Monday, May 8, 2017

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Edible Mars Soil Space Experiment

Exploring the surface of another planet sounds like something out of a science fiction book, but it's totally real! This space experiment gives kids a framework for understanding how scientists study the soil on Mars...and it uses the sense of taste, a sense that often gets deliberately left out of science experiments!

This turned out to be so much fun that all our kids joined in...from preschool to upper elementary! Even the toddlers loved it (though they certainly didn't appreciate the Mars aspect)!

You could do it with a space theme, Earth science theme, or just for fun! I love the investigation aspect of it and how I got to encourage my kids to experiment with as many of their senses as they wanted. They loved this too!

We started with a brief discussion about how scientists can study soil on Mars without actually touching it...and why they would want to. We talked about how Mars rovers can use sensors to detect and send information back to Earth. Then I pulled out a plate of "Martian soil!"

The kids used their senses to gather information about the soil (or Martian crust!). They came up with four different tests we could do on the "soil" to figure out what it was made from: looking at it (sense of sight), smelling it (sense of smell), crushing it (sense of touch), and tasting it (sense of taste)!!

These little scientists actually guessed all three of the ingredients in my edible Mars soil: crackers, chocolate, and tortilla chips! Specifically, I used Ritz crackers, (sugar-free) chocolate covered graham crackers, and yellow corn tortilla chips.

You can use any kind of edible crackers, chips, or cookies to give your kiddos a chance to study soil like NASA scientists! I also enjoyed pointing out that we have had rovers land on and study the crusts of Mars, We (humans!) have sent robots to land on and study Mercury, Venus, Mars, our moon, an asteroid, a comet, and moons of Jupiter and Saturn. You can see more details about those missions here.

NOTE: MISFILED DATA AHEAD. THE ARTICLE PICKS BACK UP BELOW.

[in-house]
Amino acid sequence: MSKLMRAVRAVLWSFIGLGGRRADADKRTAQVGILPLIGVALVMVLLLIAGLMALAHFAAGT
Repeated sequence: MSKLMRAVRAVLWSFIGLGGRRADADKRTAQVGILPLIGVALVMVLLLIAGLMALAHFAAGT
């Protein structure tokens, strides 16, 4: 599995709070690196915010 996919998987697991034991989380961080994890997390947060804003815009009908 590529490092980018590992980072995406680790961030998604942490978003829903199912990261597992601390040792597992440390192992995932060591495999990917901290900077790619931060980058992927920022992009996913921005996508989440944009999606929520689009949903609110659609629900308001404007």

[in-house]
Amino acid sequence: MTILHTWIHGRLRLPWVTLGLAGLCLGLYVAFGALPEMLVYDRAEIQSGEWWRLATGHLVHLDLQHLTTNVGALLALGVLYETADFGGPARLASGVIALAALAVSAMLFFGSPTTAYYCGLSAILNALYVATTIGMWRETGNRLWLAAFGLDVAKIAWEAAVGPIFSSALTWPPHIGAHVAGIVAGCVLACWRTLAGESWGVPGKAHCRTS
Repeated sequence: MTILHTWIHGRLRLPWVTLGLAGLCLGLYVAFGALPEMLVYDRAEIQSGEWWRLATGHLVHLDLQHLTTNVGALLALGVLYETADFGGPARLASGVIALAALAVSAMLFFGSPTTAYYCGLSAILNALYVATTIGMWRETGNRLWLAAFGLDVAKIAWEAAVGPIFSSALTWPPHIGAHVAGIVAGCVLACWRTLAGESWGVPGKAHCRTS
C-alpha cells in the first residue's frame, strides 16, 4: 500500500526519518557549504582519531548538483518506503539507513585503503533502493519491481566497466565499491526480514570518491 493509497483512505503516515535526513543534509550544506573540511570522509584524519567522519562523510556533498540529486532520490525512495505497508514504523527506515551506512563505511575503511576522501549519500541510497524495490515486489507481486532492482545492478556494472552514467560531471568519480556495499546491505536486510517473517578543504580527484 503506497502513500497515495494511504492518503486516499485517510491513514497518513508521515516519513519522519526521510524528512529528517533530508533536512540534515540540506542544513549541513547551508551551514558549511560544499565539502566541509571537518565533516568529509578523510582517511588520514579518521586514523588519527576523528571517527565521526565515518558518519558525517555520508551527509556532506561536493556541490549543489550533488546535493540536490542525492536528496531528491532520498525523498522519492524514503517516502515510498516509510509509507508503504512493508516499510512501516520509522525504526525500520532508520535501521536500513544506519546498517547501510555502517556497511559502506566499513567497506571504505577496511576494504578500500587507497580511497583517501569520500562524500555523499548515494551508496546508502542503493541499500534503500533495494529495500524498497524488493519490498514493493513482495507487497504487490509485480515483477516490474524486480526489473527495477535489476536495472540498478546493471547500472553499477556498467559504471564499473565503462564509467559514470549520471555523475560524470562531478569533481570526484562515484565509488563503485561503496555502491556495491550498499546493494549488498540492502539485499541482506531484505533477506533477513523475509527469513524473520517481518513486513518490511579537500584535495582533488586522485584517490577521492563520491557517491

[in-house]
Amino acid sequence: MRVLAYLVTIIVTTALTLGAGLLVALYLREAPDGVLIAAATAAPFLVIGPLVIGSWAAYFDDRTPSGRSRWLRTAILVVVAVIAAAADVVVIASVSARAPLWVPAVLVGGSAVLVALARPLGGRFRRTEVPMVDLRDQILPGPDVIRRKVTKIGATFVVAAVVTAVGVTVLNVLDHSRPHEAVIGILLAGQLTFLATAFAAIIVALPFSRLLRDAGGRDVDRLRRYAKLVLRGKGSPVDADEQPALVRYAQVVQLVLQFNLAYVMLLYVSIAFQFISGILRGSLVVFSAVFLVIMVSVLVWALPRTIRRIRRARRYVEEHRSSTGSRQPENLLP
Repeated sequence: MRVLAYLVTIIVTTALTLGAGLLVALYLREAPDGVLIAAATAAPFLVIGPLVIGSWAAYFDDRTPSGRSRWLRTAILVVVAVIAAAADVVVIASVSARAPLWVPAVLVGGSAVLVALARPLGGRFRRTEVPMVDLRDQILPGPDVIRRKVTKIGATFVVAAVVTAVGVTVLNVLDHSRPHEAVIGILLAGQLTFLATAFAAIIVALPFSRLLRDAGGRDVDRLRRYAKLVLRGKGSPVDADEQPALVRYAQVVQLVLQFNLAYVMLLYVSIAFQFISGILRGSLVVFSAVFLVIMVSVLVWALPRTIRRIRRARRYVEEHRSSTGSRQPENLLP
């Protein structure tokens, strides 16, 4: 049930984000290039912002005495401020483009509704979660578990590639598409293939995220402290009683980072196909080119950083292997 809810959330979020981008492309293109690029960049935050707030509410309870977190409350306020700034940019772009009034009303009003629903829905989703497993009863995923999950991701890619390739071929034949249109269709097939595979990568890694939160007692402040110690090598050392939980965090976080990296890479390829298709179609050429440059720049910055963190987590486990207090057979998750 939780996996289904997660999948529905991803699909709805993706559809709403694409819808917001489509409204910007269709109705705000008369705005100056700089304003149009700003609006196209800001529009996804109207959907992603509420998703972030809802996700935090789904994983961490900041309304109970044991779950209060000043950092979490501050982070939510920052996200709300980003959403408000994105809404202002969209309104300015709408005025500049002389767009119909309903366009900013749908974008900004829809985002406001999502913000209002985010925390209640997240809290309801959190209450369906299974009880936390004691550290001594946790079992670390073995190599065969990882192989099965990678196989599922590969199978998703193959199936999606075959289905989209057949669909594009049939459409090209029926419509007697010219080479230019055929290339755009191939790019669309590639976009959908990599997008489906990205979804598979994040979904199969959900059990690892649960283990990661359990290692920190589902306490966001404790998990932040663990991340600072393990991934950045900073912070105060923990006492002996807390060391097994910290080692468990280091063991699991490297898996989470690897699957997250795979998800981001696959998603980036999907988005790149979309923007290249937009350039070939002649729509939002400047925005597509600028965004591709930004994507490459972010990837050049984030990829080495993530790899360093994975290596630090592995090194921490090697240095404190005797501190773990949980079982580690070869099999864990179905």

Studying soil can tell us the minerals and rocks that are in the soil and if there is water in the soil. We are always interested in water because it is so important for life on Earth! 

Just like our "sensors" can tell if there is chocolate in the soil, our computers are programmed with information to tell if there is water in the soil, or minerals like pyroxine, feldspars, and olivine (which we see in a lot of Martian soils). Since pyroxine, feldspars, and olivine are often found in volcanic ash, we know that Mars has a history of volcano eruptions!

Make your own science fiction project by letting your kiddos design their own edible Martian soils and testing each other's soils. Can they figure out their friends' ingredients?!!
Are you working on a space theme? Don't miss some of our favorite space-themed posts:


We did this space themed science experiment as part of Space Week with the Virtual Book Club for Kids! The suggested book this week is How to Catch a Star by Oliver Jeffers:

Amazon Affiliate Link:

All of our co-hosts this week are sharing space themed activities! Be sure to check them out!

Building Space Words - My Storytime Corner
Star Blends Puzzles - Sea of Knowledge
Shooting Star Spinner Toy- Teach Beside Me
Edible Mars Soil Space Experiment - Preschool Powol Packets
DIY Cardboard Space Shuttle - Mama Smiles
Printable Constellation Mats by JDaniel4's Mom
Solar System Sensory Bottle - Inspiration Laboratories

Have you seen HEEP? It is a preschool homeschool curriculum! Learn more here!

Happy Educating,

I may share at any of these parties!

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